Expert Real Estate Tips

January 30, 2014
Expert Real Estate Tips

Some of us build and renovate for ourselves, and some of us build and renovate with the next home owner in mind.

Although it all comes down to the type and state of dwelling in which you live, the number of people living in it, and what your plans might ultimately be, it can be helpful to give some initial thought to your immediate renovating and building needs, as well as the needs you might have for the future.

Let’s be frank – very few of us can spare the luxury of changing our homes on a regular basis, so once decisions are made, they tend to be permanent for a while!

We caught up with Gino De Iesi, Director and Senior Auctioneer at Barry Plant, to get some thoughts on building with the bigger picture in mind.

Barry Plant

1. Taking the right tone

Painting a home can of course be one of the easier changes to make.

Then again, if you intend to lay those drop sheets only once in your home’s lifetime, then consider what colours will help it sell down the track.

As predictable as this is, neutral can be a smart move. Feature walls can be fun and certainly designer colours that pop can be incredibly impressive, but ultimately they are unlikely to please everyone. Neutral covers more bases and makes it much easier to style or stage a home if you do decide to sell down the track – neutral is literally the blank canvas that will work with everything.

2. Know what the market is after

Ultimately it all comes down to personal circumstances, but it’s probably fair to say that if, for example, you live in a double-fronted home, then you are likely to attract families when the ‘for sale’ sign goes up. So if that’s the case, then you should probably prioritise your renovations and build on areas that are important to families, such as open plan kitchen and large living areas and modern bathrooms. In contrast, if you live in a single-fronted home then you might be on the radar of professional couples, or down-sizing empty nesters. This demographic focuses on buyer quality, ready-now homes that are low maintenance with an emphasis on entertainment.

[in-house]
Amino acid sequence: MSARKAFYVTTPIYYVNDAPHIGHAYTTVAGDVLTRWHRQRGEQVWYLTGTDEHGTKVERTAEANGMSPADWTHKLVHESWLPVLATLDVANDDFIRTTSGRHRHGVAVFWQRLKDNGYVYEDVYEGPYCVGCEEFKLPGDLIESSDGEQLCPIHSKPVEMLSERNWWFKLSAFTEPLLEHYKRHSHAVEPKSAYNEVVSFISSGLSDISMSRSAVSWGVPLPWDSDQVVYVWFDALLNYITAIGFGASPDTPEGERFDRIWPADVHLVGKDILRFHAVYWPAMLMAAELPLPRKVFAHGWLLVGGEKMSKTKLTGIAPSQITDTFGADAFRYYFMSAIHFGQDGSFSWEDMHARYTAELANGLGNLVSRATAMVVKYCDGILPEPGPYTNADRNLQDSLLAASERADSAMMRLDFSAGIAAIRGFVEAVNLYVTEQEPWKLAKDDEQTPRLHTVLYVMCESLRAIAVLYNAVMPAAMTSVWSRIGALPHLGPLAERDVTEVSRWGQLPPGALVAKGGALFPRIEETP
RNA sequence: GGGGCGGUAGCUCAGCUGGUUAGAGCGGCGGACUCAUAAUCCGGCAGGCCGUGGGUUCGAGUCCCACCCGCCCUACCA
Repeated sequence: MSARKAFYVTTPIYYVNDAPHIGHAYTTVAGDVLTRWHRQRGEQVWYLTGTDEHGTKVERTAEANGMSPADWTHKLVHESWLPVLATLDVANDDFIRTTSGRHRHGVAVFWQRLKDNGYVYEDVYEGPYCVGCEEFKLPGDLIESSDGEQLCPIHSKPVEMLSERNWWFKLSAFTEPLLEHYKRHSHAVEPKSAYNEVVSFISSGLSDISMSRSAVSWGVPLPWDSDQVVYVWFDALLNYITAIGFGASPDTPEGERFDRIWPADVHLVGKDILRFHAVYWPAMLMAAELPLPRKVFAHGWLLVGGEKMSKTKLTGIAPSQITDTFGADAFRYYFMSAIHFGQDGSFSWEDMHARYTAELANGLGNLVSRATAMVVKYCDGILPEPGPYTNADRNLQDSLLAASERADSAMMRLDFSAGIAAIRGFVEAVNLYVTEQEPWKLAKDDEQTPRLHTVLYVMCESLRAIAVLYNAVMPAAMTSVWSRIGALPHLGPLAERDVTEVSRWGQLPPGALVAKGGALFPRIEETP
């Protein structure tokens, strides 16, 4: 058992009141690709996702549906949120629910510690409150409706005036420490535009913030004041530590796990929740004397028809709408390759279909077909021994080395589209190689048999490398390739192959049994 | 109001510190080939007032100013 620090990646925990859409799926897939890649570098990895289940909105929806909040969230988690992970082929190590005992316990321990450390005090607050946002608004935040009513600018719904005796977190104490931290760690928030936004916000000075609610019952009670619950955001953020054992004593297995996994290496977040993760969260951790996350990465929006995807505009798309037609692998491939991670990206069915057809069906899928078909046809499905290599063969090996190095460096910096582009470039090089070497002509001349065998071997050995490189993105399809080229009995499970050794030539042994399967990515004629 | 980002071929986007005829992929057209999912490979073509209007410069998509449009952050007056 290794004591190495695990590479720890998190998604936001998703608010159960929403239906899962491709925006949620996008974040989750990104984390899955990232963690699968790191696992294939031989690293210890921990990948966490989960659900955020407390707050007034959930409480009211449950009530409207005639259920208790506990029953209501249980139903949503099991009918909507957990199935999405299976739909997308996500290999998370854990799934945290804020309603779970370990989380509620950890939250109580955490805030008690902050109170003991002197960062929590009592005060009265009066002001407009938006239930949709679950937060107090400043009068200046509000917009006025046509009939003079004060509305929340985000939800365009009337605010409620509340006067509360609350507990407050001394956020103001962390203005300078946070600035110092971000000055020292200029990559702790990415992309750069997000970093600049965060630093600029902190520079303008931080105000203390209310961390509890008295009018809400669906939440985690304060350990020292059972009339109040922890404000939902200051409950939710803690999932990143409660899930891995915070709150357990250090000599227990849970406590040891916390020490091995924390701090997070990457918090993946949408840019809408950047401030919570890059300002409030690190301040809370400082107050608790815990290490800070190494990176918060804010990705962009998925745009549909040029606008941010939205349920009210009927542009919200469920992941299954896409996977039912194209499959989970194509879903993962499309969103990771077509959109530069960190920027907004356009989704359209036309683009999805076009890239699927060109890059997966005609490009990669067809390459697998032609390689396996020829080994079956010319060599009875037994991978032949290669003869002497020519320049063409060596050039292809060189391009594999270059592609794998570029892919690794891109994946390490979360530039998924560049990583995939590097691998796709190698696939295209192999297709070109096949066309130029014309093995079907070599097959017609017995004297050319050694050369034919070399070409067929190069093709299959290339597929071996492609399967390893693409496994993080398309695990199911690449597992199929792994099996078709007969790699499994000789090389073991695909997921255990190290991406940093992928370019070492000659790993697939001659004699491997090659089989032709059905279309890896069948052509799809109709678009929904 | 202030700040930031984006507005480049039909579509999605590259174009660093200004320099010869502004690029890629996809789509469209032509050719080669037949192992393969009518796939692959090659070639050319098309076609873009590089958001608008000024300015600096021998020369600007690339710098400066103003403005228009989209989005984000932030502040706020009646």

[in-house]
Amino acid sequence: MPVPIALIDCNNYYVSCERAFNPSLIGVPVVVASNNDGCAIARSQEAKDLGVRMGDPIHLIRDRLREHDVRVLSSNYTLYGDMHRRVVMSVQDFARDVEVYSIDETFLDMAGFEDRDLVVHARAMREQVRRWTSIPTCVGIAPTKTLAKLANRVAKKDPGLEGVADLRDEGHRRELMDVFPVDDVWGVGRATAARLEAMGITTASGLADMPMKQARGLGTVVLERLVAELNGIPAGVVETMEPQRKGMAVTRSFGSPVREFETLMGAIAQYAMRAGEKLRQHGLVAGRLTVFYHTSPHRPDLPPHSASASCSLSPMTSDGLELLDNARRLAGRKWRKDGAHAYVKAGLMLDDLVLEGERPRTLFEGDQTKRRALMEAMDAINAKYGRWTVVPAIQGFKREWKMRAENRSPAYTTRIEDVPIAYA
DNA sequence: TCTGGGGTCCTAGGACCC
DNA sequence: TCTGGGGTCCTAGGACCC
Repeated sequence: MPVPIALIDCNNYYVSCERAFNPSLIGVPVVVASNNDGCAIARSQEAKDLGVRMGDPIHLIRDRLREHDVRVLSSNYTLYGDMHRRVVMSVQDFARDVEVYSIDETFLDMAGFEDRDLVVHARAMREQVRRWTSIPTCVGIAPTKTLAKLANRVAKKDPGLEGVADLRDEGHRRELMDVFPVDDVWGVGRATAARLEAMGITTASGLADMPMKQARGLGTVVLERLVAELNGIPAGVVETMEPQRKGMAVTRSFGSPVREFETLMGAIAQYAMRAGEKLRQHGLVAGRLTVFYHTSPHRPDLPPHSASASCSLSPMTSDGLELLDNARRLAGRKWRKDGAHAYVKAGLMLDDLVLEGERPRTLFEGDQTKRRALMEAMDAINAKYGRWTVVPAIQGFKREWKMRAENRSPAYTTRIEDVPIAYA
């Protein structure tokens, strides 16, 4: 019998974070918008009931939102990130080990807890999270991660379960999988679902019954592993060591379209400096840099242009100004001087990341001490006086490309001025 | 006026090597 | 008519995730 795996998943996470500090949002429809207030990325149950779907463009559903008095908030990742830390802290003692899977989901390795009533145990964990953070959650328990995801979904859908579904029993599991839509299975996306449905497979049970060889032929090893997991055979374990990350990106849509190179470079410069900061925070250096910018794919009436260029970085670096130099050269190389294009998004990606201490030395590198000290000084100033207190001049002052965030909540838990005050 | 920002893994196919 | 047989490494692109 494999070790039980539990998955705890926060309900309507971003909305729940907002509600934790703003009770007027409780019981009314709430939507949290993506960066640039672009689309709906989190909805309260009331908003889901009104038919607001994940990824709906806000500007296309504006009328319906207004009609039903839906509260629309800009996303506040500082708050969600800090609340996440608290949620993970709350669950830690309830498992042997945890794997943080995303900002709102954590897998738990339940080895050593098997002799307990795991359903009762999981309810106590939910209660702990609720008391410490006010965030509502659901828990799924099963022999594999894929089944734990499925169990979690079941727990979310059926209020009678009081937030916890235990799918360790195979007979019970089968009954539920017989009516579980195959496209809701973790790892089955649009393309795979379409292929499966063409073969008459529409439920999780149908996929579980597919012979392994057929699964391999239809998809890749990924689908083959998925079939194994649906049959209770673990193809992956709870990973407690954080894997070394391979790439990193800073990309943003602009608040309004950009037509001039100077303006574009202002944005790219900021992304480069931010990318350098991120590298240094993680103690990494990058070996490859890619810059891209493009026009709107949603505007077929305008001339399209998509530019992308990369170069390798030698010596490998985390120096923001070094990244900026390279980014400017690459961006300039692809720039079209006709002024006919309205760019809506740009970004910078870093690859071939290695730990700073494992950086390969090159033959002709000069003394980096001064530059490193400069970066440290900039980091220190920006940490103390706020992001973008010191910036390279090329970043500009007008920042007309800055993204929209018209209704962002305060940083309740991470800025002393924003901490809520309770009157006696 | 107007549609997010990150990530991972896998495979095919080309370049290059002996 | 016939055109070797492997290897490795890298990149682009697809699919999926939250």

This demographic is more likely to walk away from any property that requires a major ‘overhaul’.

3. Spending money doesn’t always make money

There is such a thing as renovating the wrong areas. A classic example might be the flooring. If you rip up the carpet and discover floorboards beneath, don’t automatically remove them and replace the whole surface. Look carefully at the quality of the floorboards – they might just need a bit of sanding and a polish/varnish? Some quality TLC will cost a lot less than a whole new floor. More importantly, the money you spend on a whole new floor might not necessarily be reconciled with the final sales figure. Choose your reno and building battles.

4. Trend spotting

Back in the day, people purchased and lived in their home for a while, before selling and moving ‘up’. The nature of the market now means that more and more owner occupiers stay once they’ve purchased – moving up is just out of the financial question for most. So they look at ways to improve their current homes versus trying to find new ones. Today, that means bigger and better al fresco areas, and bigger and better shared living areas so that entertainment comes to the family rather than the family going out for entertainment. Knowing how lifestyles are changing and indeed predicting some of those changes before you start your build or reno can lead to impressive outcomes down the track.

5. Investing in the right areas

If you’re looking to build or renovate an investment property, then your priorities are going to be quite different to those of an owner/occupier dwelling. In this case, consider those heavily trafficked areas such as the kitchen and the bathroom. Update the floors and carpets if they need updating, and keep them maintained over time. Adding quality furnishings such as blinds and making sure that fixed appliances are of a fairly decent quality will a) ideally attract a quality tenant and b) withstand usage that might not involve as much care and consideration as it would from an owner occupier.

6. A chat now with the future in mind

If you have no intention of selling for years, but you’re starting to think about a build or a renovation, then a great place to start is with your local real estate agent. Go out for a coffee with them and pick their brains on what the local market is doing and what buyers are looking for; it can certainly help you in making the right renovation choices for future profit.